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Microfluidics: Whipping of electrified liquid jets

Josefa Guerrero, Venkata R. Gundabala, and Alberto Fernandez-Nieves

We apply an electric field to a moderately conducting liquid surrounded by another coflowing liquid, all inside a glass-based microfluidic device to study non-axisymmetric instabilities. Applications of whipping are found in electrospinning processes as a way to generate fibers. These microfibers have been used in: filtration, protective clothing, biomedical applications, pesticides, and composites materials.


Fig. 1: Schematic of a microdevice.

We find that the bending of the electrified jet results in a steady-state helicoidal structure with a constant opening angle. This structure becomes chaotic when the experiments are performed in air or in low viscous media. We have seen that the presence of the outer medium is crucial to get a wider parametric window where the whipping is steady state.


Fig. 2: Steady state whipping.

Fig. 3: Chaotic whipping.



In electro-coflow, depending on the inner and outer flow rates as well as the applied voltage, we can observe different regimes besides whipping: dripping, electro-dripping, pulsating, cone-jet,etc. Some of then have been described in a liquid air interface. One of the goals of this project is to find the phase diagram respect all the variables that control our system: voltage, inner and outer flow rates and the viscosity of both liquids.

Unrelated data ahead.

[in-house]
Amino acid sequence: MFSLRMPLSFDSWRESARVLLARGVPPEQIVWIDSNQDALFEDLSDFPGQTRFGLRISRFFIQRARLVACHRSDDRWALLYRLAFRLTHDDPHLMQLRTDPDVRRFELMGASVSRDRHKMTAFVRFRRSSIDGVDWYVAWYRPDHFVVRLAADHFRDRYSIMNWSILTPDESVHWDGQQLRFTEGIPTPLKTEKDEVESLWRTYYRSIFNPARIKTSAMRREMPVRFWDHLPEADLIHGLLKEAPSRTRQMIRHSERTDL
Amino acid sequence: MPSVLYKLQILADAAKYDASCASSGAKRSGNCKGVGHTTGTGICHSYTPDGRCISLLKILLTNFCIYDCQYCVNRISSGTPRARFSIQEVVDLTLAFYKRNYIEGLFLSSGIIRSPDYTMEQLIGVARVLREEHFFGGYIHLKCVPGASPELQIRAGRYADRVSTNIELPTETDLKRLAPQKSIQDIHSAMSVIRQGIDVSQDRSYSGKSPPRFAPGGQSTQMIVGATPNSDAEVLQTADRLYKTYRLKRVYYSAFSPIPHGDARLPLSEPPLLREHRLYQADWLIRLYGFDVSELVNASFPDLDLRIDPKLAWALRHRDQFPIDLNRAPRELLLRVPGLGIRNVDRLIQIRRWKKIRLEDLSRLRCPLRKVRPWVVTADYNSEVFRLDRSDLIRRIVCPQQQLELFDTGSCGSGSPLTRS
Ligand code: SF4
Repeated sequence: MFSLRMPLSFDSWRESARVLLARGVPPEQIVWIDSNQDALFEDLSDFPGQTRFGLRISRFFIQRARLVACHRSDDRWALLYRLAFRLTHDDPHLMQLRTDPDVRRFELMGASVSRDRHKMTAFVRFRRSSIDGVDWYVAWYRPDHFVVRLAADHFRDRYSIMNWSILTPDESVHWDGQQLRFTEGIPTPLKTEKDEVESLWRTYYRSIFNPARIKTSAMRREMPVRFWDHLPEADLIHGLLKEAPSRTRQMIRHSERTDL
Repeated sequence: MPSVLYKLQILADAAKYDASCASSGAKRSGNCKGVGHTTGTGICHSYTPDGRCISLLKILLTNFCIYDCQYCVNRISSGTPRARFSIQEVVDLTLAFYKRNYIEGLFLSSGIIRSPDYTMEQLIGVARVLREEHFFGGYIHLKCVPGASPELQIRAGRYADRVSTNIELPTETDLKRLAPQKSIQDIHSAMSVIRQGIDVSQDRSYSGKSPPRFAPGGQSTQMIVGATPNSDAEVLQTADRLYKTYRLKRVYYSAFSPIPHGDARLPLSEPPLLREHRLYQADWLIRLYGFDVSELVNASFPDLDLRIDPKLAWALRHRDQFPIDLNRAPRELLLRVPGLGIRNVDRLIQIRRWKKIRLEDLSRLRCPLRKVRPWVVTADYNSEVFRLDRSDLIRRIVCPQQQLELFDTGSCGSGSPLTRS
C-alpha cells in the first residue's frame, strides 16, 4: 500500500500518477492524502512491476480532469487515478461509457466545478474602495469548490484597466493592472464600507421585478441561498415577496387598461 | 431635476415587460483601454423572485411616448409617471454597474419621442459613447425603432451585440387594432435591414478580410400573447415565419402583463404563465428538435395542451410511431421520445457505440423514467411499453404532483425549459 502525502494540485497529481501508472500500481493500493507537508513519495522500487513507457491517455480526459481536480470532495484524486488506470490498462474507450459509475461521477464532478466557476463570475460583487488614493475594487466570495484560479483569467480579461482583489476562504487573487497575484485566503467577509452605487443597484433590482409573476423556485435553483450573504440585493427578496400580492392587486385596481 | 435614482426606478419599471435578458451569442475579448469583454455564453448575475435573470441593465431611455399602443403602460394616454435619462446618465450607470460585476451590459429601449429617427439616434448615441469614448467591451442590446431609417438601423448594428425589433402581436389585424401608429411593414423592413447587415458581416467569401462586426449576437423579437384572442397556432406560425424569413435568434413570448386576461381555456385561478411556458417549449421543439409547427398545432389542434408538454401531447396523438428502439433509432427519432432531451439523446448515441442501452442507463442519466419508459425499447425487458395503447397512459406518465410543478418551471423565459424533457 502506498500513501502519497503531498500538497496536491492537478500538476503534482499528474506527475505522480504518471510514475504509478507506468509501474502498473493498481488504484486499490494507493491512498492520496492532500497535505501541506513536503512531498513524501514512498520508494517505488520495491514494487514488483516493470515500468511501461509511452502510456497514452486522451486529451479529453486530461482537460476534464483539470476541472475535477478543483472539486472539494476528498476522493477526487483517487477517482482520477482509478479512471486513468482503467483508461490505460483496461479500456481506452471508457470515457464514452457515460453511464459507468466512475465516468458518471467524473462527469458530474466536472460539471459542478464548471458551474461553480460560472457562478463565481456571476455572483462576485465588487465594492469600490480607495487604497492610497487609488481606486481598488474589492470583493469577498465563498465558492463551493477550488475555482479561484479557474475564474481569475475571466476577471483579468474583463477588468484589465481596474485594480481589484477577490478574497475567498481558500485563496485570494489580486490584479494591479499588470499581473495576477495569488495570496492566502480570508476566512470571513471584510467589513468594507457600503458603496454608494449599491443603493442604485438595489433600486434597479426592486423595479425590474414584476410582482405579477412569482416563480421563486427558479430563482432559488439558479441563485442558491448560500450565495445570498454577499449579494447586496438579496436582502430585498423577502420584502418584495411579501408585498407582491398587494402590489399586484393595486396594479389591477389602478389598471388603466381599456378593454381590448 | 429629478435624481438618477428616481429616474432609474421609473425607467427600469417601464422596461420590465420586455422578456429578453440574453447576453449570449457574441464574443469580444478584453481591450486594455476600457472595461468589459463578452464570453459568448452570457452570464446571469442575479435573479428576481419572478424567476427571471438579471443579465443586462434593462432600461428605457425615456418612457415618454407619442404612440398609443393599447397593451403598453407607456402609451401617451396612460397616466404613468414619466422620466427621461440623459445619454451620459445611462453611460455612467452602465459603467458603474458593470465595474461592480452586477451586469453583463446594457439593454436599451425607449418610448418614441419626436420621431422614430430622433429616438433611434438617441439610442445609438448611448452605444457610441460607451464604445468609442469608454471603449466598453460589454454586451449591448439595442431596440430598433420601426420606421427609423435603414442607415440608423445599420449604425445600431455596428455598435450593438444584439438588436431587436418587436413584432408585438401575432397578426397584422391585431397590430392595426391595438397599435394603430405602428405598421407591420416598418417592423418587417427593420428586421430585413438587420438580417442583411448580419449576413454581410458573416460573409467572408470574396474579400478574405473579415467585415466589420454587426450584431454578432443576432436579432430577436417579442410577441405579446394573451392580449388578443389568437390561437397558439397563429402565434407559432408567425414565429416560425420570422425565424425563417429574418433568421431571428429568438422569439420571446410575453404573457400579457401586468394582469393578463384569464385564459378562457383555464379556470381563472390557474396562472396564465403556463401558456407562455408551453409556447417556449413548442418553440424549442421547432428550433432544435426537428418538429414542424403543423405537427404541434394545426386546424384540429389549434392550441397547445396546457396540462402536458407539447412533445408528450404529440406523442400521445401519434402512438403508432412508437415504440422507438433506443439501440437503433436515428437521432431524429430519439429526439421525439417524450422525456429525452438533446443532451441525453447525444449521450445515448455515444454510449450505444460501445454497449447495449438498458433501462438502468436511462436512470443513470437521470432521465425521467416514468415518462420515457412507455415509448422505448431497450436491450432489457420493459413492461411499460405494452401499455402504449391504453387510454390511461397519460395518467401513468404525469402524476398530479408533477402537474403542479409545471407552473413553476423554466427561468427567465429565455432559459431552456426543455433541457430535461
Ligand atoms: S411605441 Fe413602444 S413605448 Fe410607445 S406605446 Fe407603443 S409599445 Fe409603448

Fig. 4: Phase diagram (V-Qi) using as outer medium Silicone oil 10cSt.

Some examples of these modes can be seen in the following videos.


Fig. 2: Microdripping mode.

Fig. 3: Spindle mode.

Soft Condensed Matter Laboratory, School of Physics, Georgia Institute of Technology
770 State Street NW, Atlanta, GA, 30332-0430, USA
Phone: 404-385-3667 Fax: 404-894-9958
alberto.fernandez [at] physics.gatech.edu